Mychal Wilmes: 2013 is a good time to kick the habit
So this is how it feels to be a long-tailed cat in a room full of rocking chairs.
The machine shed is an odd place to be on a cold morning when the temperature struggles to find the strength to rise above zero. I'm also struggling to break what seems to be an unbreakable habit that by ultra-conservative estimation costs at least $700 annually.
There isn't any need to get on a soapbox — almost everyone already knows that snuff-chewing is a disgusting habit that rots teeth, can cause mouth cancer and produces breath that rivals an untidy litter box.
The brain feels like it is about to implode. Nicotine makes it dependent and fools the addicted into believing that a pinch will reduce stress and make bad things better. It is the thing that has brought me to the shed for a self-talking to.
Jan. 1 was the quit date, which is important to set because otherwise one could push it back a week, a month or an eternity.
Countless attempts to quit started and stopped a half-dozen years ago. The first attempt was made when Sam realized that his father would die young. He questioned his dad concerning how he would feel if he came home from school with a pinch between gum and cheek.
He would be an idiot, we both agreed.
"Then why do you do it,'' he asked. "You are a hypocrite.''
He was as right then as he is now. The new year brings the promise that chewing will stop and he, as part of a handshake, will stop drinking Mountain Dew, which overused causes its own problems. The last tin was thrown away just after the Vikings had beaten the Packers. They will play again Saturday, which will be a huge test. Kathy is a huge Vikings fan and a mixed sports marriage can be difficult.
Kathy has agreed to be our agreement's enforcer because she is vested in the outcome. The money spent on chew could be used for a nice vacation.
The odd thing is, the habit didn't start until I was nearly 30.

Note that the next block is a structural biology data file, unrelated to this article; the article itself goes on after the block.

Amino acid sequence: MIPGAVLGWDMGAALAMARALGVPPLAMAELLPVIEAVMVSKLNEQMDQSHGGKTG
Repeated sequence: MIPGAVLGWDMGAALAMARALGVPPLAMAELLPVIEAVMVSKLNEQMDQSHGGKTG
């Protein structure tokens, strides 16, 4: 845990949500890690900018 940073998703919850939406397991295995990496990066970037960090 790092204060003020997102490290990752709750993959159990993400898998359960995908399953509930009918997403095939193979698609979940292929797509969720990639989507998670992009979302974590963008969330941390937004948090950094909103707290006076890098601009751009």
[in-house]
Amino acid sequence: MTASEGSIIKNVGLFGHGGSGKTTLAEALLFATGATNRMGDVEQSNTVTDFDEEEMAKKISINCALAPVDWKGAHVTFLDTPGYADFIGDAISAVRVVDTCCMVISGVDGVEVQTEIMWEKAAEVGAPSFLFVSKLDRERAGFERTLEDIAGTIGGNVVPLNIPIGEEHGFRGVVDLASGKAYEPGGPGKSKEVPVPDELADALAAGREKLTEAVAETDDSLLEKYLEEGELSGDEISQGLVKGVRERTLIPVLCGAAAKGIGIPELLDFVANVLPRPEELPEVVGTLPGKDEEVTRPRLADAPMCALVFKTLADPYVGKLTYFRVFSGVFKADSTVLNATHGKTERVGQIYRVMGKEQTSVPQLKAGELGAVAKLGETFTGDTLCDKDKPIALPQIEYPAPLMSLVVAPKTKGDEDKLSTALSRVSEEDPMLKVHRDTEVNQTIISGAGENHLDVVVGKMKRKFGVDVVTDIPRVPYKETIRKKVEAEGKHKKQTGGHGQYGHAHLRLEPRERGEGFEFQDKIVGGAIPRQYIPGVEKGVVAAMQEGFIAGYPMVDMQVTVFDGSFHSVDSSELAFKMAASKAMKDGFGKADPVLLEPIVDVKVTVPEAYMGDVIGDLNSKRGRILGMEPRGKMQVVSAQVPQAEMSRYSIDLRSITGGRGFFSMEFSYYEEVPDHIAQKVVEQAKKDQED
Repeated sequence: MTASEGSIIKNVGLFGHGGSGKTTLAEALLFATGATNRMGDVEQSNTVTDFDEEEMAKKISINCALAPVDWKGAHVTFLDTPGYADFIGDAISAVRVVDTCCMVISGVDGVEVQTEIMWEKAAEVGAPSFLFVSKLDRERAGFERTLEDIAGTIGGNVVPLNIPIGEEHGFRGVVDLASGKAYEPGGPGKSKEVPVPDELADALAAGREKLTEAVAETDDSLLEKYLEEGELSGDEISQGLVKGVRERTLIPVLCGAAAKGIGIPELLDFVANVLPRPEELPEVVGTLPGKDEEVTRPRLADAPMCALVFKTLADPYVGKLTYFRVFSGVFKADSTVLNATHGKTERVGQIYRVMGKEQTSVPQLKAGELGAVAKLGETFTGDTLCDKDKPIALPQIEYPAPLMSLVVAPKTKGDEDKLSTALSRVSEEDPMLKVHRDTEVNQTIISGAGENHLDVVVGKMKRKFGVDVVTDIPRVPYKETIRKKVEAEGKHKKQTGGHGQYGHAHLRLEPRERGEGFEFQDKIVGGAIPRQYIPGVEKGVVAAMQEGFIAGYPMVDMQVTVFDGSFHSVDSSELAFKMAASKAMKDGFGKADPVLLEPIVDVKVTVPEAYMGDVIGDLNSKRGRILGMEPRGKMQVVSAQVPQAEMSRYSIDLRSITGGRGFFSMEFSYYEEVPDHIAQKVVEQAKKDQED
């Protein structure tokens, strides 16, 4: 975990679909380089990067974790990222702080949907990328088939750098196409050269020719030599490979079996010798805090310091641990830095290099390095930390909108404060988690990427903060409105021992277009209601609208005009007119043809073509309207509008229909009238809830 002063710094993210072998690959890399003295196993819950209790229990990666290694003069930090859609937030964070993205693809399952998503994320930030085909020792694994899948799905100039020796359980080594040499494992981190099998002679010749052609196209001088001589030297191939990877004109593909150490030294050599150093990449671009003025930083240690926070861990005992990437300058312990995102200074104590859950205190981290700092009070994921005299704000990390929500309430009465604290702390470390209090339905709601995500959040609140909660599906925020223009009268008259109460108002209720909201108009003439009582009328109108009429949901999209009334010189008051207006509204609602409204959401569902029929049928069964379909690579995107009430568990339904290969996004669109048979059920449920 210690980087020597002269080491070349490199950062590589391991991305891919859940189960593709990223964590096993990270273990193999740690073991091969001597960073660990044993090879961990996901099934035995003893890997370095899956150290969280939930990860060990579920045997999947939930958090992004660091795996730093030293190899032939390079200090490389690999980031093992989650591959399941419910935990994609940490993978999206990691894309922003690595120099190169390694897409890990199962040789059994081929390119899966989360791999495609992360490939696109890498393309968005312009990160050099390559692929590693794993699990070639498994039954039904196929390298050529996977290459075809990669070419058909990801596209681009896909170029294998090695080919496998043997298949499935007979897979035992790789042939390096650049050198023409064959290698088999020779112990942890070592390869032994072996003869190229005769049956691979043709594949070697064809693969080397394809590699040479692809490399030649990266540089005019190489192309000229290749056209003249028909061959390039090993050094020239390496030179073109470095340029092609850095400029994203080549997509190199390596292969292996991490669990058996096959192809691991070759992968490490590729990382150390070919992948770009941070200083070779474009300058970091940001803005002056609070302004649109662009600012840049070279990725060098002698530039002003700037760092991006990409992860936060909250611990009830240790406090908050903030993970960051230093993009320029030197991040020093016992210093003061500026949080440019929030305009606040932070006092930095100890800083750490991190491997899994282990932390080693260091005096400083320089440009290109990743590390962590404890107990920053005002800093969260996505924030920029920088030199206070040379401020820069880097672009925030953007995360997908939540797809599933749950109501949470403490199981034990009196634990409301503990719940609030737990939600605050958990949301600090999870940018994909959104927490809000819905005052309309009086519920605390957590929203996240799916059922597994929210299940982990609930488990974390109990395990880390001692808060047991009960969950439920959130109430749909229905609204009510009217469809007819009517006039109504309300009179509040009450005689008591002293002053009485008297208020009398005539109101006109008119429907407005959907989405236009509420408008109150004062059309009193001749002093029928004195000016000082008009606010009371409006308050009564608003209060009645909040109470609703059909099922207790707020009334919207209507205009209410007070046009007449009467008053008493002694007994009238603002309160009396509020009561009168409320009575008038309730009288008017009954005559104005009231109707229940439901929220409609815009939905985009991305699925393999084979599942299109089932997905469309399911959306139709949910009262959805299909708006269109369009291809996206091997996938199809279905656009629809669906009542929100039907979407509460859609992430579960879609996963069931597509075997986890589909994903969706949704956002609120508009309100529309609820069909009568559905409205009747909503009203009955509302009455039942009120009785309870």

It was a gift of sorts from a person who said nicotine's magic would help words flow again from a blocked writer. He also said that a writer without it could find inspiration in the whiskey bottle he kept in his desk.
A swig didn't help much, but he certainly seemed happier for having shared his trick with a cub writer.
If any good can come from the present ordeal, it is a better understanding of how tough it is for a person to quit gambling, alcohol, cocaine or meth.
Perhaps I should write a book.
It would start with tobacco's New World discovery by Christopher Columbus who was gifted dried leaves by Native Americans. It would move on to the Versailles Palace, where well-bred ladies sniffed snuff through their noses and covered themselves with so much perfume that a writer who saw the palace's grandeur remarked that its smell was comparable to a pig sty. The book would move on to World War II, when tobacco companies hooked thousands of soldiers by providing PX stores with cigarettes in their rations. The final chapter will be about the long road to freedom
The lack of concentration, foul mood and nervousness will surely pass and I will be better for having done it. I've played the fool for long enough.
Success seems remote standing in the frost-bitten air with the brain racing to no place in particular.
Pardon me for having enlisted your help.
Letting oneself down is one thing, but letting many others down is quite another. So if you see me pacing nervously shout-out encouragement with a reminder that freedom is more powerful than self-enslavement.